The Tomb of the Unknown Soldier is sacred ground at Arlington National Cemetery. Originally constructed in 1921 to hold one of the thousands of unidentified American soldiers lost in World War I, it now also contains unknowns from World War II and the Korean and Vietnam Wars, and receives millions of visitors each year who pay silent tribute. In The Unknowns, celebrated military historian Patrick O’Donnell illuminates the saga behind the creation of the Tomb itself and recreates the ceremony during which it was consecrated and the eight Body Bearers, and the sergeant who had chosen the one body to be interred, solemnly united.


What dad (and what reader, really) doesn’t like a good story? We’ve got plenty for anyone whose interests tend toward the novel—the following new fiction titles are truly unforgettable. For those with a penchant for atmospheric noir, Chris Offutt’s long-awaited return to fiction, Country Dark, takes readers into the fierce backwoods of Kentucky—or, for high-stakes thrills, why not check out Bluff by Michael Kardos, a thrilling tale of a card-trick prodigy who investigates the dark side of magic?

Blown / Mark Haskell Smith
Bryan LeBlanc has a plum position on Wall Street as the boy genius of the foreign exchange desk. But being honest at a dishonest job is not the path to success. Surrounded by the U.S. Marines of capitalism—“the few, the proud, the completely full of themselves”—Bryan hatches a plan to disappear with just enough misappropriated money to spend his golden years cruising the Caribbean. Wickedly funny, ribald, and sharp-eyed, Blown starts as a simple case of embezzlement and explodes into a high-stakes gamble for money and the pursuit of happiness.

Bluff / Michael Kardos
At twenty-seven, magician Natalie Webb is already a has-been. A card-trick prodigy, she took first place at the World of Magic competition at eighteen. Shunned by the magic world after a disastrous liaison with an older magician, she’s alone, and desperate for cash. Natalie pitches a feature to a men’s magazine about the dark side of magic—cheating at cards. It’s not long before she’s contemplating rigging a private poker game with $1 million on the table, forced to decide between hard-won riches or or staying true to her principles as a magician: never cheat.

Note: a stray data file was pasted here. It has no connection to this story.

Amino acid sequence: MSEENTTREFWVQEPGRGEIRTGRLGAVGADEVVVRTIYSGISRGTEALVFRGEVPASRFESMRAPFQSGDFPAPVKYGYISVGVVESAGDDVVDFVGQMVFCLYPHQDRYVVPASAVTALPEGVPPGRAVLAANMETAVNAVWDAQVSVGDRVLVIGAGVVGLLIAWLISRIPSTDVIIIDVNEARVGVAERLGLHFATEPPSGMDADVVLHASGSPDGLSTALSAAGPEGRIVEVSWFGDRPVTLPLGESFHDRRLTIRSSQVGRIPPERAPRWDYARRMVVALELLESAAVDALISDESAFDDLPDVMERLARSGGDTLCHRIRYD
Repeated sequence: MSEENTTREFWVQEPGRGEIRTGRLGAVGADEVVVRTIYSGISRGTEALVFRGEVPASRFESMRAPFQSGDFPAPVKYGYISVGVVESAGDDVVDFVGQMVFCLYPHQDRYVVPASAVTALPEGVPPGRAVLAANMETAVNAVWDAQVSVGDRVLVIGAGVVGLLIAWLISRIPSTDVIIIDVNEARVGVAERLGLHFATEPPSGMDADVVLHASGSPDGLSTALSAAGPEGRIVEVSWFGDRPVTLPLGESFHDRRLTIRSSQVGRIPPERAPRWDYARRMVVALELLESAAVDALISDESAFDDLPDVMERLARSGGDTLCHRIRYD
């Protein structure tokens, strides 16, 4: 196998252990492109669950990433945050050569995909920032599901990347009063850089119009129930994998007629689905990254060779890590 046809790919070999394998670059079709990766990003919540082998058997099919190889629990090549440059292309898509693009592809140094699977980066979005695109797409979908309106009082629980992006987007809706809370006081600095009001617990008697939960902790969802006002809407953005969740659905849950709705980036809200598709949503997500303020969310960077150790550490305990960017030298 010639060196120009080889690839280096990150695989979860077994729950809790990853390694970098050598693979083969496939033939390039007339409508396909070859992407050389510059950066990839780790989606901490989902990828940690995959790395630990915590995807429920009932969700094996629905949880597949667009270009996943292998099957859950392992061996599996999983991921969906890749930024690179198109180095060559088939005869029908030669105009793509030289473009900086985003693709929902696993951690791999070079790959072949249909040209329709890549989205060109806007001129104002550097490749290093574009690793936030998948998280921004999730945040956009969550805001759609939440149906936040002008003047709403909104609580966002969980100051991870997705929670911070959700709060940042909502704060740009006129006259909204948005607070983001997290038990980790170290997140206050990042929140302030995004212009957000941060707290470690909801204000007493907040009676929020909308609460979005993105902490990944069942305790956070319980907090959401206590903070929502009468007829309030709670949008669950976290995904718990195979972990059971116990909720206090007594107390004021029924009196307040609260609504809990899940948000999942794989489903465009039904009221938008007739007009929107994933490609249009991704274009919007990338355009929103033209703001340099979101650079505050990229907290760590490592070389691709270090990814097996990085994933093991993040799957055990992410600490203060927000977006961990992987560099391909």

Country Dark / Chris Offutt
Tucker, a young Korean War veteran, returns from war to work for a bootlegger. He falls in love and starts a family, and while the Tuckers don’t have much, they’ll always have the love of their home and each other. But when his family is threatened, Tucker is pushed into violence, and that changes everything. The story of people living by their wits in a backwoods Kentucky world of shine-runners and laborers whose social codes are every bit as nuanced as the British aristocracy, Country Dark blends the best of Larry Brown and James M. Cain, with a noose tightening evermore around a man who just wants to protect those he loves.

NK3 / Michael Tolkin
In NK3, the H LYW OD sign presides over a Los Angeles devastated by a weaponized microbe that has been accidentally spread around the globe, deleting human identity. A sixty-foot-tall fence surrounds the hills where the rich used to live, but the mansions have been taken over by those with the only power that matters: the power of memory. Inside the Fence, life for the new aristocracy is a perpetual party. Outside the Fence, though, things are very different. In deliciously dark prose, Tolkin winds a tight plot around a melee of despots, prophets, and rebels as they struggle for survival in a town that still manages to exert a magnetic force, even as a ruined husk.

The Whole Art of Detection / Lyndsay Faye
Lyndsay Faye was introduced to the Sherlock Holmes mysteries when she was ten years old. Later, as an internationally bestselling author, she began spinning Holmes and Watson into her own works of fiction. Faye’s best Holmes tales, including two new works, are brought together in The Whole Art of Detection, a collection that spans Holmes’s career, from self-taught young upstart to lauded detective, both before and after his faked death over a Swiss waterfall in 1894. A must-read for Sherlockians and any fan of historical crime fiction with a modern sensibility.